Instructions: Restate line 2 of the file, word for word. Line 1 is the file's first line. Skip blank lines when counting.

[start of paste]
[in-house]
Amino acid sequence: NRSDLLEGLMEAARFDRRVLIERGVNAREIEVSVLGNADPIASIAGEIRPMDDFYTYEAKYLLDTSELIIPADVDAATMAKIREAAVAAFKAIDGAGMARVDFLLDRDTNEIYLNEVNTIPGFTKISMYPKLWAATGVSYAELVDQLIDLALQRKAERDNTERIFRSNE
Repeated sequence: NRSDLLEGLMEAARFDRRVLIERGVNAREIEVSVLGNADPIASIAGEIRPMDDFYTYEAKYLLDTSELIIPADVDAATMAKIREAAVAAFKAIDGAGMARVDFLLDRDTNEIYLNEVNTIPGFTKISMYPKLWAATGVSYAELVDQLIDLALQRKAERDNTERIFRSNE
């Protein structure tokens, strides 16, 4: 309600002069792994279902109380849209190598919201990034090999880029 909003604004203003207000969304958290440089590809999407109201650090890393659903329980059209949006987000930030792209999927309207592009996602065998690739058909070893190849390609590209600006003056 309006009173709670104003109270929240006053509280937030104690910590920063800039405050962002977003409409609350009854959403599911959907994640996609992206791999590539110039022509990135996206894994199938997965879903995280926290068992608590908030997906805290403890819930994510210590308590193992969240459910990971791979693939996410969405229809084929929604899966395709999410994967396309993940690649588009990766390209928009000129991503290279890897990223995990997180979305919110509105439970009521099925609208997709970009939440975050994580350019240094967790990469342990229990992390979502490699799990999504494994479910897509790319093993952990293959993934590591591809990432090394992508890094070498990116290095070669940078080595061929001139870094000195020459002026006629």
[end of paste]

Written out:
Amino acid sequence: NRSDLLEGLMEAARFDRRVLIERGVNAREIEVSVLGNADPIASIAGEIRPMDDFYTYEAKYLLDTSELIIPADVDAATMAKIREAAVAAFKAIDGAGMARVDFLLDRDTNEIYLNEVNTIPGFTKISMYPKLWAATGVSYAELVDQLIDLALQRKAERDNTERIFRSNE